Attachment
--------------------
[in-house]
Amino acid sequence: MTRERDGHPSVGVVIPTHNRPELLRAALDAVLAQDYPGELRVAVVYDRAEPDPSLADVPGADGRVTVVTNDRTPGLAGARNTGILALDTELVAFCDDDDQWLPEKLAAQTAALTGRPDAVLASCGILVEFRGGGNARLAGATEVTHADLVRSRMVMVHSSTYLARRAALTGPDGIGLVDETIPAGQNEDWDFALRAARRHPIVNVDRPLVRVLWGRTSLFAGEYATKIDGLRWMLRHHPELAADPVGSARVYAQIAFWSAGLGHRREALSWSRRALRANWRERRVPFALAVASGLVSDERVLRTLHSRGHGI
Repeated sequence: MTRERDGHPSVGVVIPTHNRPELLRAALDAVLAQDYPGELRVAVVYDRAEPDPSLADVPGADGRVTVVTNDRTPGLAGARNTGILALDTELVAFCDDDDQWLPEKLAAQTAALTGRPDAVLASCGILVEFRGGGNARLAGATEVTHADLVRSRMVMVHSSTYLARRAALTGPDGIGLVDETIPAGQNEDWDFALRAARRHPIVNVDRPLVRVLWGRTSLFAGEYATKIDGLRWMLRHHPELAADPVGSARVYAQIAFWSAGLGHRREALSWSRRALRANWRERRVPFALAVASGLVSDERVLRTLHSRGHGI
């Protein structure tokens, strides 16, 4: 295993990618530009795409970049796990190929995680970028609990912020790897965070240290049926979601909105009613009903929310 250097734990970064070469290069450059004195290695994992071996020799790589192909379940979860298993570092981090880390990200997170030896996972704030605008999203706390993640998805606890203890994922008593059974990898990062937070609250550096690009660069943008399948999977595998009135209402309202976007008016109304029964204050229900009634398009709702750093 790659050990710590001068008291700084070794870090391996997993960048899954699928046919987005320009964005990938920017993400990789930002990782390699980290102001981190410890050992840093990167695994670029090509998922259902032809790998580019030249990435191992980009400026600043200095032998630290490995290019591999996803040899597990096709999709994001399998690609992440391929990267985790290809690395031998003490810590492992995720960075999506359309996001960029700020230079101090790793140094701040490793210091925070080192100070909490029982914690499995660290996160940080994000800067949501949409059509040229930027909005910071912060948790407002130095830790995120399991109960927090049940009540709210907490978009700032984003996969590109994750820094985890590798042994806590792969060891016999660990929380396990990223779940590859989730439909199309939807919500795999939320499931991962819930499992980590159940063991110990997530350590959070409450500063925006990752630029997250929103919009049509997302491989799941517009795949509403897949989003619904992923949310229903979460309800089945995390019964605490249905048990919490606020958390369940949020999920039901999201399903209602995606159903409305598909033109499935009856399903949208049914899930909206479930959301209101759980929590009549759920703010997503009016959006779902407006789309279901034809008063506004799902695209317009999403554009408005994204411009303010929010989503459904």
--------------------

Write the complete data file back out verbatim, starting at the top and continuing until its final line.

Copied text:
[in-house]
Amino acid sequence: MTRERDGHPSVGVVIPTHNRPELLRAALDAVLAQDYPGELRVAVVYDRAEPDPSLADVPGADGRVTVVTNDRTPGLAGARNTGILALDTELVAFCDDDDQWLPEKLAAQTAALTGRPDAVLASCGILVEFRGGGNARLAGATEVTHADLVRSRMVMVHSSTYLARRAALTGPDGIGLVDETIPAGQNEDWDFALRAARRHPIVNVDRPLVRVLWGRTSLFAGEYATKIDGLRWMLRHHPELAADPVGSARVYAQIAFWSAGLGHRREALSWSRRALRANWRERRVPFALAVASGLVSDERVLRTLHSRGHGI
Repeated sequence: MTRERDGHPSVGVVIPTHNRPELLRAALDAVLAQDYPGELRVAVVYDRAEPDPSLADVPGADGRVTVVTNDRTPGLAGARNTGILALDTELVAFCDDDDQWLPEKLAAQTAALTGRPDAVLASCGILVEFRGGGNARLAGATEVTHADLVRSRMVMVHSSTYLARRAALTGPDGIGLVDETIPAGQNEDWDFALRAARRHPIVNVDRPLVRVLWGRTSLFAGEYATKIDGLRWMLRHHPELAADPVGSARVYAQIAFWSAGLGHRREALSWSRRALRANWRERRVPFALAVASGLVSDERVLRTLHSRGHGI
């Protein structure tokens, strides 16, 4: 295993990618530009795409970049796990190929995680970028609990912020790897965070240290049926979601909105009613009903929310 250097734990970064070469290069450059004195290695994992071996020799790589192909379940979860298993570092981090880390990200997170030896996972704030605008999203706390993640998805606890203890994922008593059974990898990062937070609250550096690009660069943008399948999977595998009135209402309202976007008016109304029964204050229900009634398009709702750093 790659050990710590001068008291700084070794870090391996997993960048899954699928046919987005320009964005990938920017993400990789930002990782390699980290102001981190410890050992840093990167695994670029090509998922259902032809790998580019030249990435191992980009400026600043200095032998630290490995290019591999996803040899597990096709999709994001399998690609992440391929990267985790290809690395031998003490810590492992995720960075999506359309996001960029700020230079101090790793140094701040490793210091925070080192100070909490029982914690499995660290996160940080994000800067949501949409059509040229930027909005910071912060948790407002130095830790995120399991109960927090049940009540709210907490978009700032984003996969590109994750820094985890590798042994806590792969060891016999660990929380396990990223779940590859989730439909199309939807919500795999939320499931991962819930499992980590159940063991110990997530350590959070409450500063925006990752630029997250929103919009049509997302491989799941517009795949509403897949989003619904992923949310229903979460309800089945995390019964605490249905048990919490606020958390369940949020999920039901999201399903209602995606159903409305598909033109499935009856399903949208049914899930909206479930959301209101759980929590009549759920703010997503009016959006779902407006789309279901034809008063506004799902695209317009999403554009408005994204411009303010929010989503459904």